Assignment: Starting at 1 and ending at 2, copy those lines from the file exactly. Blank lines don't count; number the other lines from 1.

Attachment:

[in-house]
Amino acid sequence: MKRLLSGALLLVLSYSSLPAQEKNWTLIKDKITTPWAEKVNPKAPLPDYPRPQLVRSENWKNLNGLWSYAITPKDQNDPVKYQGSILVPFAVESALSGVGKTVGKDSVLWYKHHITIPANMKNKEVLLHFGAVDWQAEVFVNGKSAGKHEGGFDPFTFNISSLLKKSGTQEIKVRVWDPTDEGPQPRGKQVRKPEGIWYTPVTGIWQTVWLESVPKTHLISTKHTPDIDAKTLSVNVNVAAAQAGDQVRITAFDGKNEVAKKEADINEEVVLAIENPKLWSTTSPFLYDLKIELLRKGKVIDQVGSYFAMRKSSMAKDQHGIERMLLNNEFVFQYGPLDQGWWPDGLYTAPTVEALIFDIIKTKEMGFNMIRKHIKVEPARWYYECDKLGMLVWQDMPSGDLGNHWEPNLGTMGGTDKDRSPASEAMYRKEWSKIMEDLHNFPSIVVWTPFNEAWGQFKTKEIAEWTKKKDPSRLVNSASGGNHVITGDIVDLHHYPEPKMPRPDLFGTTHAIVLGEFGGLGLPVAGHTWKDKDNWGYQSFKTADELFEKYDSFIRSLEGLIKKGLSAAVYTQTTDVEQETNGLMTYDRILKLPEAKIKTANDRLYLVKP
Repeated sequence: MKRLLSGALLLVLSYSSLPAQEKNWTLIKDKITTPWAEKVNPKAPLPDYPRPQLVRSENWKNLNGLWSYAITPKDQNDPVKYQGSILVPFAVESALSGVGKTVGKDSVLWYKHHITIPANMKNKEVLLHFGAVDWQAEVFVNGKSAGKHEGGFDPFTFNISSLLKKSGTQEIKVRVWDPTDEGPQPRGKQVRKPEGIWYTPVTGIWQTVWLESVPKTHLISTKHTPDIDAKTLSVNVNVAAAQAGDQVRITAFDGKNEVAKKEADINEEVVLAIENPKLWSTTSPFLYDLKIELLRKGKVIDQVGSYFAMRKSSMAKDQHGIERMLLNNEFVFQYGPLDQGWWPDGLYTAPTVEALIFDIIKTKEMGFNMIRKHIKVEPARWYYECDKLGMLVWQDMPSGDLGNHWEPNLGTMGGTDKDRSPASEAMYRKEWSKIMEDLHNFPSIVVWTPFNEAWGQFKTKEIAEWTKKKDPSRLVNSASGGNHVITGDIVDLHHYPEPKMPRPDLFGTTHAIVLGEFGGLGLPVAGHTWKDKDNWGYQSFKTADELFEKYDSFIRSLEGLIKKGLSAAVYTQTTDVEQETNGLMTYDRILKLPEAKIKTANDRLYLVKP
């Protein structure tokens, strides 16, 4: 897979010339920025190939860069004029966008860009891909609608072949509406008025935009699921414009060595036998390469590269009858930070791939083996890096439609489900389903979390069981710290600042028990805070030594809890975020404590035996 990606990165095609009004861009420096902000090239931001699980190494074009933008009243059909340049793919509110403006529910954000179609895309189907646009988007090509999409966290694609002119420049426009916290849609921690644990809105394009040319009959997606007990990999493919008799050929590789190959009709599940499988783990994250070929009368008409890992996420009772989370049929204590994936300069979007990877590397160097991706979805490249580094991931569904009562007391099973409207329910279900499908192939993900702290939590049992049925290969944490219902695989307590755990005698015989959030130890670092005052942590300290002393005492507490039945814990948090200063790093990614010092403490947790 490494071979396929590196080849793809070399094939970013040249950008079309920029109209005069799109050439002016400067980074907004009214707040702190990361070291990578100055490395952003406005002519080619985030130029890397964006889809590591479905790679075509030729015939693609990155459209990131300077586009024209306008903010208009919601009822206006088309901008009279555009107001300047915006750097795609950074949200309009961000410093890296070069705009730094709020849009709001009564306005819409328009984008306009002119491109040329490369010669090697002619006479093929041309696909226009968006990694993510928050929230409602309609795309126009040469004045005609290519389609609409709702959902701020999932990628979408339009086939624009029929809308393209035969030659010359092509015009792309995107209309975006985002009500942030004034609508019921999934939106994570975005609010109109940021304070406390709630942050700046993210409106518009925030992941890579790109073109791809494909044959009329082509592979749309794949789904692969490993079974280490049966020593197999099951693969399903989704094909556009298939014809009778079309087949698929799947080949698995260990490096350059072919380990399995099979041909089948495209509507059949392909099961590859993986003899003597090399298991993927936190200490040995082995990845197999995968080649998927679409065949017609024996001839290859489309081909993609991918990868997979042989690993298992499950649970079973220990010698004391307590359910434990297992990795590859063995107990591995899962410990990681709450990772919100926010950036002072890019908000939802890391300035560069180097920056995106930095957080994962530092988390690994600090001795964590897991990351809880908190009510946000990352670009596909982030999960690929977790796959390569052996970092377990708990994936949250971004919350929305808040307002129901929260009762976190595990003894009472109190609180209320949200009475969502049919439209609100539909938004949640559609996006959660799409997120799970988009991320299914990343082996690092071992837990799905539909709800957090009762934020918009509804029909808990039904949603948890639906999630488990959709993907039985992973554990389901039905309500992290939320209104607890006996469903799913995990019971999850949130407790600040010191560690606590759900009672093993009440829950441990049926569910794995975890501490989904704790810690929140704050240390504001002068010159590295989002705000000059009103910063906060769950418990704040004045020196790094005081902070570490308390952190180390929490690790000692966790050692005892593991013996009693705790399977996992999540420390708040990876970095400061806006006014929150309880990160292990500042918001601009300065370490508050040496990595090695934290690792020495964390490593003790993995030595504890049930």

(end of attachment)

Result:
[in-house]
Amino acid sequence: MKRLLSGALLLVLSYSSLPAQEKNWTLIKDKITTPWAEKVNPKAPLPDYPRPQLVRSENWKNLNGLWSYAITPKDQNDPVKYQGSILVPFAVESALSGVGKTVGKDSVLWYKHHITIPANMKNKEVLLHFGAVDWQAEVFVNGKSAGKHEGGFDPFTFNISSLLKKSGTQEIKVRVWDPTDEGPQPRGKQVRKPEGIWYTPVTGIWQTVWLESVPKTHLISTKHTPDIDAKTLSVNVNVAAAQAGDQVRITAFDGKNEVAKKEADINEEVVLAIENPKLWSTTSPFLYDLKIELLRKGKVIDQVGSYFAMRKSSMAKDQHGIERMLLNNEFVFQYGPLDQGWWPDGLYTAPTVEALIFDIIKTKEMGFNMIRKHIKVEPARWYYECDKLGMLVWQDMPSGDLGNHWEPNLGTMGGTDKDRSPASEAMYRKEWSKIMEDLHNFPSIVVWTPFNEAWGQFKTKEIAEWTKKKDPSRLVNSASGGNHVITGDIVDLHHYPEPKMPRPDLFGTTHAIVLGEFGGLGLPVAGHTWKDKDNWGYQSFKTADELFEKYDSFIRSLEGLIKKGLSAAVYTQTTDVEQETNGLMTYDRILKLPEAKIKTANDRLYLVKP